Right,' said Allen, right, of course.' He looked over the table at the notes, wondering if he might unobtrusively be able to read them upside-down. And and how should I talk with a child?' He looked thoroughly worried, as though it had only just occurred to him that there might be a right and wrong way.

I'm sorry,' the doctor murmured, I forgot you don't have children.' He noticed a slight guilty flicker of the young man's eyes, and wondered what that meant. He was so accustomed to observe patients closely that he found himself doing it with everyone he met, but it could be frustrating when, as now, he had very little clue as to what cause the symptoms might denote. Probably it was safe to assume that there was some poor little bastard somewhere, and the young popinjay in front of him was not enough of a bastard himself to be unperturbed by reminders of the fact. The doctor's own views on the propriety of such conduct were more or less unprintable, but he also had a keen sense of the propriety of his situation as a consultant in this case. He would concern himself only with the wellbeing of the rather unfortunate young woman they were discussing. Whether she was also unfortunate in her brother; whether he would display the same lack of responsibility when she and her troubles grew tiresome; these things were not yet his concern. He reminded himself not to purse his lips.

Discuss everyday things with her,' he went on, chat about everything you do. Ask her questions, give her opportunities to contribute, to become interested and involved. Some little thing that she can work on by herself and take pride in, such as a small garden, might be very heartening. Obviously, avoid reminders of her former life if you can. However, try not to make her feel guilty or confused about the matter if she brings it up. Answer her questions as honestly and simply as you can, and remind her that it was not her fault.' He had been over much of this before in previous consultations, but repetition was reassuring.

On a soft chair in the waiting room outside the doctor's office, Celena Schezar sat on her hands, swung her ankles and looked around at the paintings on the walls. She was doing her very best to be good today. She had been good all night, too, at least insofar as good' was staying in her own room and not bothering Allen. Wetting the bed was probably not good but she couldn't help it she was trying to do another good thing and it was just too hard to be good on all fronts at once. When she knew she needed to go she really ought to have gotten up and gone to the bathroom; that was easy to see by daylight but it was so hard to move in the dark. The dark in her room was a special kind, very big and heavy and quiet. It got on top of her. It was quite different from the dark in Allen's room; Allen was properly grown up and could manage the dark. He had it nicely tamed. She didn't need to lie right up close to him any more, if he didn't like that. But when she could hear his steady breathing, her own wasn't such a little sound and little sounds were scarier than big ones, tiny little sounds that got quieter till you were afraid you wouldn't be able to hear them any more, and if you couldn't hear them were they there? You couldn't hear them when you were asleep, so how did you know they kept going? Allen would always keep going. Her breathing would know what to do with its big brother to show it the way. When she could feel his warmth soaking through the sheets good clean dry warmth, not the kind of hot soaking she had managed to give herself last night she knew she wouldn't just keep getting colder.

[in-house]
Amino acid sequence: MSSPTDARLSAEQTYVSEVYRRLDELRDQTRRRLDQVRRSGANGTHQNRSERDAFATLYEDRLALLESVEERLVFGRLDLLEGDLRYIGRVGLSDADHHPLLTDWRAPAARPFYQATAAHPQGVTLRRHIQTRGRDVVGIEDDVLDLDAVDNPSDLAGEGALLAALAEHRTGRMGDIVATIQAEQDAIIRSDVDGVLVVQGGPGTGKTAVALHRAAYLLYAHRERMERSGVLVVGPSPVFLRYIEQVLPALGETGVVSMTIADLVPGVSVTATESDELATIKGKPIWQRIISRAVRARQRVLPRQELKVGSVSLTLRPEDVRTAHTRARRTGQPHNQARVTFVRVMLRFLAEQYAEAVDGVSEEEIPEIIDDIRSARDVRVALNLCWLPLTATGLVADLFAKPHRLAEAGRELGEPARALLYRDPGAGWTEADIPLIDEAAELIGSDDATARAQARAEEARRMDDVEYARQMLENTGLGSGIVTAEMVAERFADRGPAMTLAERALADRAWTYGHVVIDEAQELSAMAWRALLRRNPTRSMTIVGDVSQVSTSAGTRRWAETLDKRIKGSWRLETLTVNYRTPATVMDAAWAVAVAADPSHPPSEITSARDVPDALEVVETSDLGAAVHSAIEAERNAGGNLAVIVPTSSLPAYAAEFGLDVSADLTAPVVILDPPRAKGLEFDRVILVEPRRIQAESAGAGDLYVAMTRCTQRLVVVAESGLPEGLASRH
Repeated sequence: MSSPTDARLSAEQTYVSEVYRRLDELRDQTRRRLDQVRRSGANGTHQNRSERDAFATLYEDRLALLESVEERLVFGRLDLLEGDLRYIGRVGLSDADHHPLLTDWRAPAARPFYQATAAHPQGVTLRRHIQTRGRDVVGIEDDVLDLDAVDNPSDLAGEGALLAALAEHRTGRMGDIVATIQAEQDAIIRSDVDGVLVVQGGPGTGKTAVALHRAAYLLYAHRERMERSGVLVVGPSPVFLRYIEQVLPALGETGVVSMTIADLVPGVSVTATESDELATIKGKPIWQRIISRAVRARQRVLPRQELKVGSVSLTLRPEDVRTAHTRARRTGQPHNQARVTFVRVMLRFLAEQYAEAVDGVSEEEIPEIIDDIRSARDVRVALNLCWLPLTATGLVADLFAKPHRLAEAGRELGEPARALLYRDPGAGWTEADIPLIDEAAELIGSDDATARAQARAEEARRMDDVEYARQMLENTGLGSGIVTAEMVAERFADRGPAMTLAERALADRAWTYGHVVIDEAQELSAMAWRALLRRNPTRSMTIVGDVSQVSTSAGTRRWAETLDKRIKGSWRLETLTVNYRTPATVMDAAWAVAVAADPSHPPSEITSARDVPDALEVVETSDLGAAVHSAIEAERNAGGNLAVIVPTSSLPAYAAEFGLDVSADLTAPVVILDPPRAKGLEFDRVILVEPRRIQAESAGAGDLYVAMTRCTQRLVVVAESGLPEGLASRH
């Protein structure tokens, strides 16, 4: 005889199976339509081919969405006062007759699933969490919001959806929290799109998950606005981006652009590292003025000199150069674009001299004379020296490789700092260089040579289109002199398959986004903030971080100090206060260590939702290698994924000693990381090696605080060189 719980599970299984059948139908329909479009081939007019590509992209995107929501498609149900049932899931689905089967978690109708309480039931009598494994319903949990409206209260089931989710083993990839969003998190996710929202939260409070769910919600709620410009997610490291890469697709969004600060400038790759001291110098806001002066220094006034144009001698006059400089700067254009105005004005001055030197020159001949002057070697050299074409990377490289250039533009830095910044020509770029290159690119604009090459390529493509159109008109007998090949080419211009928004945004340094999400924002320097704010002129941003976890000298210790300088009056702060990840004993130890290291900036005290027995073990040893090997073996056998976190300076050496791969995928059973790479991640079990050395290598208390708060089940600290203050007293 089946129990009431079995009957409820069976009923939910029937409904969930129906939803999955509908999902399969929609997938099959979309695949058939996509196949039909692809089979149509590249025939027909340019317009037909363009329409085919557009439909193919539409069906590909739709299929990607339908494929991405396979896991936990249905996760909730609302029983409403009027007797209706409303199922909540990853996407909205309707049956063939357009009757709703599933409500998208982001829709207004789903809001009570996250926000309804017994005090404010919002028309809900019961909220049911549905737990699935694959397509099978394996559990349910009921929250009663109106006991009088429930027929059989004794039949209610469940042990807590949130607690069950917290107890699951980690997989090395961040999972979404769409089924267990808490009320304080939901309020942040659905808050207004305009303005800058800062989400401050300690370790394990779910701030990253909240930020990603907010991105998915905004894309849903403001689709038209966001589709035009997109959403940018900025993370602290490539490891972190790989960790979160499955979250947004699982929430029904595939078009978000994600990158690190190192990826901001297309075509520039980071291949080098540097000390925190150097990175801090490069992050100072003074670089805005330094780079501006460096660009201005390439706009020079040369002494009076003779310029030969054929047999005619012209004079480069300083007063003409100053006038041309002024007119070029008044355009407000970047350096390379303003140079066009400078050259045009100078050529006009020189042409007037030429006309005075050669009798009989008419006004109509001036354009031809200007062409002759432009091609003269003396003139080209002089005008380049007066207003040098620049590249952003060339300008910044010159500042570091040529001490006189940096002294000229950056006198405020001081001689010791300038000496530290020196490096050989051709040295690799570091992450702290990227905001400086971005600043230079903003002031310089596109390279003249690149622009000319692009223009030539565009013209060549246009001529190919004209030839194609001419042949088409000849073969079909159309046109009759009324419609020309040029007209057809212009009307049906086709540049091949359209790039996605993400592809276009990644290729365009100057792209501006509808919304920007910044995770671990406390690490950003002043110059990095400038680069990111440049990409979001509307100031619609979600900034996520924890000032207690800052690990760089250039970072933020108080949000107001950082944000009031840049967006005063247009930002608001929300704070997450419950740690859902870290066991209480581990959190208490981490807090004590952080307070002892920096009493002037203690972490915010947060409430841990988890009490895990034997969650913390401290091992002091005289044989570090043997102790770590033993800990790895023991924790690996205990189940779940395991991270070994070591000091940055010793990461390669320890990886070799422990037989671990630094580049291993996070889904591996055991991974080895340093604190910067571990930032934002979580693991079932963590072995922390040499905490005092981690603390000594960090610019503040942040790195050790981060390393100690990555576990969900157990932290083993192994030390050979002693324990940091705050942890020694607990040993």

She had pulled up the sheets this morning. Maybe no-one would notice.

Soaked,' Mrs Rea said, and primmed up her mouth. If this sort of thing is going to go on, sir, it's my belief you should engage a proper nurse, because my girls haven't had the training for it.'